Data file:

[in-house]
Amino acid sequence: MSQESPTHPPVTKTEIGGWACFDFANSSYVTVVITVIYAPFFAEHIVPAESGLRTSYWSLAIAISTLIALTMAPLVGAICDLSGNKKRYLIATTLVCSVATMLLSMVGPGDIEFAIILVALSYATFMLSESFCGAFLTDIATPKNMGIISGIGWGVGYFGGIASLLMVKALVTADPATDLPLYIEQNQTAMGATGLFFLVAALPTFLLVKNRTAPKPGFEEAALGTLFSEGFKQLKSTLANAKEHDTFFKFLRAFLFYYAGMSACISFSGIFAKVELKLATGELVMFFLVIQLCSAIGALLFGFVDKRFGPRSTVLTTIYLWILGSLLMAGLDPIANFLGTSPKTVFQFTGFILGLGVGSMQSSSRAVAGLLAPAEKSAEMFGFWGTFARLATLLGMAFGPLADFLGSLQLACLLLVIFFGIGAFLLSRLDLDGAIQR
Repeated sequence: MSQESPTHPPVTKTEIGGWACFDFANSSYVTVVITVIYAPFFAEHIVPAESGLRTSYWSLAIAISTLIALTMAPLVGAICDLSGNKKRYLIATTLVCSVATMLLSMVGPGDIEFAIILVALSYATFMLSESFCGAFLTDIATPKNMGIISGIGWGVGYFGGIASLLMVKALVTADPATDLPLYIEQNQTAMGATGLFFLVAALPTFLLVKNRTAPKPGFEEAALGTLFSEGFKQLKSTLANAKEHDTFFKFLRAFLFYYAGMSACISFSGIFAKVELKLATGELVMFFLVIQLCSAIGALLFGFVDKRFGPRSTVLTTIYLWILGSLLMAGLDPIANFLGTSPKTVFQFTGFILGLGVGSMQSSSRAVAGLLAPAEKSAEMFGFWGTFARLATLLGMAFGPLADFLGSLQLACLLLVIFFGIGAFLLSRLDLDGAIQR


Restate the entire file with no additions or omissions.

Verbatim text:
[in-house]
Amino acid sequence: MSQESPTHPPVTKTEIGGWACFDFANSSYVTVVITVIYAPFFAEHIVPAESGLRTSYWSLAIAISTLIALTMAPLVGAICDLSGNKKRYLIATTLVCSVATMLLSMVGPGDIEFAIILVALSYATFMLSESFCGAFLTDIATPKNMGIISGIGWGVGYFGGIASLLMVKALVTADPATDLPLYIEQNQTAMGATGLFFLVAALPTFLLVKNRTAPKPGFEEAALGTLFSEGFKQLKSTLANAKEHDTFFKFLRAFLFYYAGMSACISFSGIFAKVELKLATGELVMFFLVIQLCSAIGALLFGFVDKRFGPRSTVLTTIYLWILGSLLMAGLDPIANFLGTSPKTVFQFTGFILGLGVGSMQSSSRAVAGLLAPAEKSAEMFGFWGTFARLATLLGMAFGPLADFLGSLQLACLLLVIFFGIGAFLLSRLDLDGAIQR
Repeated sequence: MSQESPTHPPVTKTEIGGWACFDFANSSYVTVVITVIYAPFFAEHIVPAESGLRTSYWSLAIAISTLIALTMAPLVGAICDLSGNKKRYLIATTLVCSVATMLLSMVGPGDIEFAIILVALSYATFMLSESFCGAFLTDIATPKNMGIISGIGWGVGYFGGIASLLMVKALVTADPATDLPLYIEQNQTAMGATGLFFLVAALPTFLLVKNRTAPKPGFEEAALGTLFSEGFKQLKSTLANAKEHDTFFKFLRAFLFYYAGMSACISFSGIFAKVELKLATGELVMFFLVIQLCSAIGALLFGFVDKRFGPRSTVLTTIYLWILGSLLMAGLDPIANFLGTSPKTVFQFTGFILGLGVGSMQSSSRAVAGLLAPAEKSAEMFGFWGTFARLATLLGMAFGPLADFLGSLQLACLLLVIFFGIGAFLLSRLDLDGAIQR